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In the niche between science fiction and science exposition lies the too-rarely visited genre of science speculation, where inventive authors explore the outskirts of possibility and stretch readers' minds to the limits of plausibility.
There, SF-fans seeking something more realistic find common ground with skeptical science readers craving something more imaginative. Both will find an intellectual treat in What Does a Martian Look Like? The Science of Extraterrestrial Life by best-selling team of Jack Cohen (a reproductive biologist) and Ian Stewart (a mathematics professor).
Most authors approach life in the Universe from the perspective of astrobiology, a frontier science rooted in knowledge of life as we know it and Earthlike habitable worlds. "Jack&Ian," as the authors are wont to call their mind-meld, contend that the study of extraterrestrial life demands a more radical approach, which they call "xenoscience."
Alien intelligence, they argue, may come in many forms, with terrestrial analogs (such as the patrons in famous Star Wars bar scene) the least likely. Even DNA-based organisms that evolve on planets with conditions similar to our own would most likely have body-plans unlike any we know. What capabilities, like sight, are universal and likely to evolve wherever earthlike conditions, like a steady flux of light, prevail? What features, like mouth below nose, are parochial and the result of a particular evolutionary path that may not be duplicated?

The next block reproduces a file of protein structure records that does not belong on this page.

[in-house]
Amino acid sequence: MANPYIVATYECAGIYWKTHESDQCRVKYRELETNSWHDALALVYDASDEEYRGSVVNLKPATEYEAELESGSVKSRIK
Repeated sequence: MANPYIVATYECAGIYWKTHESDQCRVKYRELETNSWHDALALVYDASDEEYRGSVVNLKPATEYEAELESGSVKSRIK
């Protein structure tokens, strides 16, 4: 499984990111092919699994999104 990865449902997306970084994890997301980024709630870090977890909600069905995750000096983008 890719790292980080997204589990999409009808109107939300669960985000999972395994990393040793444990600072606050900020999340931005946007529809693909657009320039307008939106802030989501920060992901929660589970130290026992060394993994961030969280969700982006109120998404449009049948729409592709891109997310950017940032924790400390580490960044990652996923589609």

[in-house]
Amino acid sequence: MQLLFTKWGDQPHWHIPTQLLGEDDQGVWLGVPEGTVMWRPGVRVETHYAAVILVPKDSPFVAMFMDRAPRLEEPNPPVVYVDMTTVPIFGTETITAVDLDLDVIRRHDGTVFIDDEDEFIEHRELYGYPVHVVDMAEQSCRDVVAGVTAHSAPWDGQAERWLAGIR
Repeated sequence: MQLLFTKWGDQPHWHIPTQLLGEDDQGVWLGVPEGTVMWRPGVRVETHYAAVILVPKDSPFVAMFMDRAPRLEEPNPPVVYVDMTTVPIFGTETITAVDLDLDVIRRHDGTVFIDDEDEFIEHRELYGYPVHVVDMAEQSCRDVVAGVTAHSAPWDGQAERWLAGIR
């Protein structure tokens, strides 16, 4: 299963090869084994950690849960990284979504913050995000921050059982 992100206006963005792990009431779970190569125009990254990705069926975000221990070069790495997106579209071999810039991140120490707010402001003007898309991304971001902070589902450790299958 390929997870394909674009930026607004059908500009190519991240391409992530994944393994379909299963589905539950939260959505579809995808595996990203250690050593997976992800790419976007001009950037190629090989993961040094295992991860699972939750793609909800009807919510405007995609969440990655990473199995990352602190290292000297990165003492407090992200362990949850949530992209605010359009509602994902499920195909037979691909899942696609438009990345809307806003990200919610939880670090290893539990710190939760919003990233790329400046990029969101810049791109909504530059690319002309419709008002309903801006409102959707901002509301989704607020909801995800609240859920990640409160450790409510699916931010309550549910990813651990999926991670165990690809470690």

DNA chemistry is not necessarily the only carbon-based path to life, Jack&Ian suggest. If another alternative had taken hold first, an entirely different ecology might have arisen. Likewise, a chemistry of life not founded on carbon might be better adapted to a planet or solar system with a different composition than ours.
And who is to say that life is necessarily chemical and that the abodes of life are necessarily planetary? Reproducing magnetic structures might live in the interior of stars, evolving an ecology, intelligence, and "extelligence" -- Jack&Ian's word for collected and shared knowledge that leads to rapid innovation and communication.
The book would be a total delight except for a misstep that jars readers who previously enjoyed the thought-provoking book Rare Earth by Peter D. Ward and Donald Brownlee. Ward and Brownlee describe the fortunate series of events and planetary characteristics that led to the evolution of intelligent, communicating life on Earth. Such a combination is rare, they argue. Jack&Ian disagree, but go an unnecessary step further. They attack the thesis of Rare Earth as unimaginative rather than acknowledging the authors' natural scientific skepticism.
Contrary to its authors' contention, What Does a Martian Look Like? does not ask readers to be more imaginative than they are; it simply asks them to suspend their skepticism. That's the great pleasure of the book, and is doesn't have to attack another book to prove it.